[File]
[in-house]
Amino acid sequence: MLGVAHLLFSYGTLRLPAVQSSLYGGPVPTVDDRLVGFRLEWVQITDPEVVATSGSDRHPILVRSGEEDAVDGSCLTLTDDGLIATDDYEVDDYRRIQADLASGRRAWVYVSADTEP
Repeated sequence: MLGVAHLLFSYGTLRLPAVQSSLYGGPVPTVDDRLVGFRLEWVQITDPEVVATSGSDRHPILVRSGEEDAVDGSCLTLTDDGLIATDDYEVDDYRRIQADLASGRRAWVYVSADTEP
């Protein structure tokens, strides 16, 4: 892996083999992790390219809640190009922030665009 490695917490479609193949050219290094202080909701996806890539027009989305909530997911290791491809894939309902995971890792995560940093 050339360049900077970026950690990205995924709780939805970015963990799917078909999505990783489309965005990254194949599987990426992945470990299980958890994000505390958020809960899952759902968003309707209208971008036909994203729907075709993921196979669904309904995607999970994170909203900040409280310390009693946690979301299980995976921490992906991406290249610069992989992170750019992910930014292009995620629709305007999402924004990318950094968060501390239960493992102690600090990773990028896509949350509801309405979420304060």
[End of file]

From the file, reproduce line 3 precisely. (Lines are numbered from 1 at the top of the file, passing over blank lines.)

Repeated sequence: MLGVAHLLFSYGTLRLPAVQSSLYGGPVPTVDDRLVGFRLEWVQITDPEVVATSGSDRHPILVRSGEEDAVDGSCLTLTDDGLIATDDYEVDDYRRIQADLASGRRAWVYVSADTEP